There are no easy answers for the Obama Administration. Furthermore, there is no guarantee US units will not still be in Syria when the next President takes office. Most troubling of all, there has been little open discussion about what ultimate US objectives should be in Syria. Considering the possibility that, once IS has been removed as a conventional force, the Assad regime will defeat the opposition, there is a need to consider the best available course of action in Syria.

Ultimately, a viable settlement should be reached, but Washington officials should support appropriate anti-Assad elements for as long as necessary. The present US training mission is the right one, but the overall strategic objective of wider US policy should be a lasting peace settlement in Syria, as opposed to simply defeating IS. Such a negotiated compromise must be able to reasonably ensure the safety and security of the legitimate forces that have opposed the Assad regime. While what the agreement might entail must be negotiated, such an accord will allow the Obama Administration and, possibly, its successors to point to a final objective. A more explicit endgame could also serve as a means to rally financial and military support across Europe and the Muslim world to assist the opposition. No solution amenable to Washington and opposition forces which can offer protection to anti-Assad moderates will be free of criticism from Russia or Iran, but establishing a clearly defined objective which incorporates protection of US-supported entities will at least remove ambiguity concerning when the US mission in Syria will end.

Continuing the narrow constraints of the US mission by keeping the focus on training offers the best means to ensure a robust, indigenous force capable of standing firm against the present Syrian government. Training the rebels in unconventional tactics will afford them the tools to leverage their natural advantages. Specifically, anti-Assad elements are more mobile than their government opponents, are probably more familiar with the territory, and are likely to be more motivated than regime forces. Focusing on these advantages to ensure the continued survival of the personnel battling Damascus is vital. Special forces trainers offer the best means to accentuate the strengths of the rebels. Relying on unconventional tactics will, ultimately, reduce the operational effectiveness of Russian bombing activities and effectively counter the pro-Assad forces. With the help of US trainers and other forms of assistance, the opposition has an opportunity to endure.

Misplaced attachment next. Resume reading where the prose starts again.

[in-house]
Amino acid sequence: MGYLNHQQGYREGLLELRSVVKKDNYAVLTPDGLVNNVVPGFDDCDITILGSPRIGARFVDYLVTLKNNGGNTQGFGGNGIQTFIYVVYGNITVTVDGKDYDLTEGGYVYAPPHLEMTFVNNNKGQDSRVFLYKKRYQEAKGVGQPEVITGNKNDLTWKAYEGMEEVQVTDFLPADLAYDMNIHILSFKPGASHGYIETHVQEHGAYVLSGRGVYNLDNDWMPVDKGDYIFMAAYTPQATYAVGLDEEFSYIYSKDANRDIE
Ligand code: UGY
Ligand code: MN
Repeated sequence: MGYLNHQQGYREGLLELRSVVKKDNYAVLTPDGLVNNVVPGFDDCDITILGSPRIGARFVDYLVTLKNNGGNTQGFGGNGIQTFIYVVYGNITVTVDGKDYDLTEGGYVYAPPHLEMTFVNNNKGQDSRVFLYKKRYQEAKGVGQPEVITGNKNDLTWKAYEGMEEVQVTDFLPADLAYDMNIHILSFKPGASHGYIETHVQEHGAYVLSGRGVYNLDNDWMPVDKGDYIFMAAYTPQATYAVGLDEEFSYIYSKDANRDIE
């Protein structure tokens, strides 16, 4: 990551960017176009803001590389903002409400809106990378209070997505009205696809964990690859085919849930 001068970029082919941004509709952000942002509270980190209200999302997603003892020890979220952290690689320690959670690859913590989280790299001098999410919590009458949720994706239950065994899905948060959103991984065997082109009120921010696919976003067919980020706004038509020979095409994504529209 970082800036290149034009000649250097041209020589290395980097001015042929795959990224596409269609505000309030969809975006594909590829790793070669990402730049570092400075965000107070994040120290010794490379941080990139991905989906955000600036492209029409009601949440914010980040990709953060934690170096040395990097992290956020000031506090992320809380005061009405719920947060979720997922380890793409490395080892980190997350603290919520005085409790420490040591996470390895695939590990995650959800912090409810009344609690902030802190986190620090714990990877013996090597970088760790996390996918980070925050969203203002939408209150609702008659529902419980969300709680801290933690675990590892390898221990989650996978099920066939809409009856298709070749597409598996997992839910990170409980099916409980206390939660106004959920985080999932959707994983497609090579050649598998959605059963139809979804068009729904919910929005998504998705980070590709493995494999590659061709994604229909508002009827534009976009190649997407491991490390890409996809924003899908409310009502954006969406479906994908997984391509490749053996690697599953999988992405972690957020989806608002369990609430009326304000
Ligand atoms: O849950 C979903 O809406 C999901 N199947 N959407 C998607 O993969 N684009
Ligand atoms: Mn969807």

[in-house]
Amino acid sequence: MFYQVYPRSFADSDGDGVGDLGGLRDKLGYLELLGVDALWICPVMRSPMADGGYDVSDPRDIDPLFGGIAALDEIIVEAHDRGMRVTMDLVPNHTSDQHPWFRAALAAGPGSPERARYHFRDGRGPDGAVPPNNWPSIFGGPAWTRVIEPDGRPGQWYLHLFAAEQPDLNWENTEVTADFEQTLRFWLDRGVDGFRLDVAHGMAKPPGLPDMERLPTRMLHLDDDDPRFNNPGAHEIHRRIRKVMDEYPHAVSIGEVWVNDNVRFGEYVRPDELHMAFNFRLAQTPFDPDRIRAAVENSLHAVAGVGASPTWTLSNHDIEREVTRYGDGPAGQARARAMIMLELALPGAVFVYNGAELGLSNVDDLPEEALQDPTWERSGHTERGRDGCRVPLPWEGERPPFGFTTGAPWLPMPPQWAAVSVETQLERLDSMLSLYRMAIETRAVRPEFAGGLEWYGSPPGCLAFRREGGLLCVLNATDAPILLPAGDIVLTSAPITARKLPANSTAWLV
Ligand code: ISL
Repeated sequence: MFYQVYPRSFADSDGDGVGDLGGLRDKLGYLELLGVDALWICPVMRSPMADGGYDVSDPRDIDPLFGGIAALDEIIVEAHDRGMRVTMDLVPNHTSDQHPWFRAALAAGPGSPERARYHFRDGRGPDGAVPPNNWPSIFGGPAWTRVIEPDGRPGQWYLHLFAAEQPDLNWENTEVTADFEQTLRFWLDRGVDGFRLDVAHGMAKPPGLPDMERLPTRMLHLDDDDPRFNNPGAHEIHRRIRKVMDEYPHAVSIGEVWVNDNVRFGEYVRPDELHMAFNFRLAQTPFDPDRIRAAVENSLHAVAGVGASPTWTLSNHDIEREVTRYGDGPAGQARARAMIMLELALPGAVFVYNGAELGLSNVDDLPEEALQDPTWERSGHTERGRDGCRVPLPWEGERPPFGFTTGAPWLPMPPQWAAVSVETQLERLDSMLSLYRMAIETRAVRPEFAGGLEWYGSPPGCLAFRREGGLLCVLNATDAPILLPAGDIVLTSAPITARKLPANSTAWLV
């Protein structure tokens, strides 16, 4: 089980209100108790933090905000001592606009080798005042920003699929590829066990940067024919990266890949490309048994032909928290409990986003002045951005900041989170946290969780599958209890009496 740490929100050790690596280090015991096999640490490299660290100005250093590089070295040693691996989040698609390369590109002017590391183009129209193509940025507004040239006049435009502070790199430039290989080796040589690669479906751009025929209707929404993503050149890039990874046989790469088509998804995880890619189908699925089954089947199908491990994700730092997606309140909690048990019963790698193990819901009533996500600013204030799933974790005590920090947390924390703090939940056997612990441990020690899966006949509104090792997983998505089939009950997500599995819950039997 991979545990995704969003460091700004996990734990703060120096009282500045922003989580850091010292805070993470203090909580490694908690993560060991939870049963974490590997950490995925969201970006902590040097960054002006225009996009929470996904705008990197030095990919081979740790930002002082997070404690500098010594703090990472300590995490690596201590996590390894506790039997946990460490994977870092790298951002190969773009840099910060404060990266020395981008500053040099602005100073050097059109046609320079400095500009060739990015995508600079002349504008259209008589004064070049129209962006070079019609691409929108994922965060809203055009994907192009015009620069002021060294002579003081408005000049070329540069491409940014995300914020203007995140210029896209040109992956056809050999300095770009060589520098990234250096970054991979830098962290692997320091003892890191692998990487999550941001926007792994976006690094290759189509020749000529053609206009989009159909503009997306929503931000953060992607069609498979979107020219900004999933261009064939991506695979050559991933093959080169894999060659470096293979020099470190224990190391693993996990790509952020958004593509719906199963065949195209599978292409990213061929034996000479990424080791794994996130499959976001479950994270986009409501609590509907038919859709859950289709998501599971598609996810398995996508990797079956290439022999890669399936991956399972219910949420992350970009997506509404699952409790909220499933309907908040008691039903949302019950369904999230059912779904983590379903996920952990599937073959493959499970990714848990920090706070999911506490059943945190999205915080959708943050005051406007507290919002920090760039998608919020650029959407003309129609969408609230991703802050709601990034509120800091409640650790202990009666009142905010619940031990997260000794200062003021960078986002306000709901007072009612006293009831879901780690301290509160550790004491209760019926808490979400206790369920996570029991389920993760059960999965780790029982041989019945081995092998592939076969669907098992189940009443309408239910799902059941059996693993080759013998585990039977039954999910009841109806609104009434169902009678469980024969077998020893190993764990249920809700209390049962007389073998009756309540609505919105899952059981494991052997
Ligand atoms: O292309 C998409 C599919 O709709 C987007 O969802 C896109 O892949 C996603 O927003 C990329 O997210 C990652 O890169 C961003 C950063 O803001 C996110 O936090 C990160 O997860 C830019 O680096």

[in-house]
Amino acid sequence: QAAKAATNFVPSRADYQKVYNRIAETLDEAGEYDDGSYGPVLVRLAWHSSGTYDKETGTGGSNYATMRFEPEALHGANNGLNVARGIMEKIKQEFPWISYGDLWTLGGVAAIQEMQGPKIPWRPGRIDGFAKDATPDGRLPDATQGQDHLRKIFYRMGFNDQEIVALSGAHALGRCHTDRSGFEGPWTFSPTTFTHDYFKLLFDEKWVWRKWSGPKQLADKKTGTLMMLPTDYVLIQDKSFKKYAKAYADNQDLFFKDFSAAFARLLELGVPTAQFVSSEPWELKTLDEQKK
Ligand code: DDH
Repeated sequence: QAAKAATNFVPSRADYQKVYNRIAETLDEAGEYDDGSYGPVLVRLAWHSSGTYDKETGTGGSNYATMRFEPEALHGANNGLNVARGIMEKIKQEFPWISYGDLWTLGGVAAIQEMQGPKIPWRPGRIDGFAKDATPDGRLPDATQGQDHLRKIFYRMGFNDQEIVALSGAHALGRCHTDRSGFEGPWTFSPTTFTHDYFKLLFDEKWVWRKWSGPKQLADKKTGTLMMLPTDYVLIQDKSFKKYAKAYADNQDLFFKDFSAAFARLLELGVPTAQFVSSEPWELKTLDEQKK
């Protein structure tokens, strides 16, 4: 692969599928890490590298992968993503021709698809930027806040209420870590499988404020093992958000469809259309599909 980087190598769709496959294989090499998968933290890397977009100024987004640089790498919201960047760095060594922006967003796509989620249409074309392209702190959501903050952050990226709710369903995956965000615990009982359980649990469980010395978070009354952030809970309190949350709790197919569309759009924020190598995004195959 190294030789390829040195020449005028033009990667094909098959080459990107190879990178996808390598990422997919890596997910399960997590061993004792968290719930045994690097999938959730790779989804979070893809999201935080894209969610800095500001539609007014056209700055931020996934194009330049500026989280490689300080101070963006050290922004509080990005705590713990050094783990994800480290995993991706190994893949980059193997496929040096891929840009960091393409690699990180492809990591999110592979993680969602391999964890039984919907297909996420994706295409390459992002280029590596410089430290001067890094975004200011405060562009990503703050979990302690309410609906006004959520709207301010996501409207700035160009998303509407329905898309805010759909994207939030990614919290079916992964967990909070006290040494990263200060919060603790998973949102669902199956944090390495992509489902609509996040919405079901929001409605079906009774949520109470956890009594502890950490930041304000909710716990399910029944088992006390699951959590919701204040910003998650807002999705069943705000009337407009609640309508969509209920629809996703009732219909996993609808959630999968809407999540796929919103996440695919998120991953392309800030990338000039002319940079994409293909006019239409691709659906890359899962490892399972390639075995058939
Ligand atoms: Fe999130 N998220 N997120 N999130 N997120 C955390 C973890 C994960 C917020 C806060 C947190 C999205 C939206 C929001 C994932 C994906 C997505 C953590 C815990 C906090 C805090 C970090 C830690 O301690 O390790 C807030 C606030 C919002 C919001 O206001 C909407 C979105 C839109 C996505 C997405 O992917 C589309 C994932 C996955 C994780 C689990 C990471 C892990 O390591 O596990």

Committing long-term US support to the opposition is likely to provide it with greater legitimacy in the eyes of other people who might be willing to aid it, specifically leaders in Europe and other majority Sunni states. European states may follow the US lead by offering training and material benefits to the anti-Assad forces. Likewise, the predominately Sunni states in the vicinity almost unanimously oppose the Syrian regime and would find it more palatable to provide support to the opposition under these circumstances. Increased and sustained US assistance is likely to give added credibility to forces arrayed against Bashar al-Assad and impress upon others the staying power of the movement. Altering the objective of US special forces and other units in Syria to focus on ensuring a sustainable peace settlement will provide the parties supporting the opposition a clear beacon to work toward.

Without further backing for the legitimate opposition from Washington, any ceasefire agreement or negotiated settlement between Bashar al-Assad and his opponents will almost certainly be violated by Damascus. Once US forces have been removed from the conflict, it will be difficult to reinsert them. The Syrian government will likely move with all possible speed and attempt to stay away from the public eye while its forces target the opposition. By the time US forces could return, it may be too late. Consequently, altering the mission and keeping US assets in the area until a more lasting settlement can be negotiated is the best possible objective and approach for Washington.

About Davis Florick

Davis Florick is a Senior Fellow in the HSC Security and Defence division, a Special Assistant to the United States Deputy Under Secretary of Defense for Policy, and a James A. Kelly non-resident fellow with the Pacific Forum. He has completed his Executive MBA at the University of Virginia Darden School of Business, holds a master’s in East-West Studies at Creighton University, and will be starting his PhD in International Relations at George Mason University in Fall, 2018. His foreign relations areas of concentration include East Asia and the former Warsaw Pact and Soviet Union. Davis has been published in International Affairs Forum, the World Business Institute, and the International Affairs Review, the Diplomat and RealClearDefense. He was also a member of the 2015 Nuclear Scholars Initiative with the Center for Strategic and International Studies.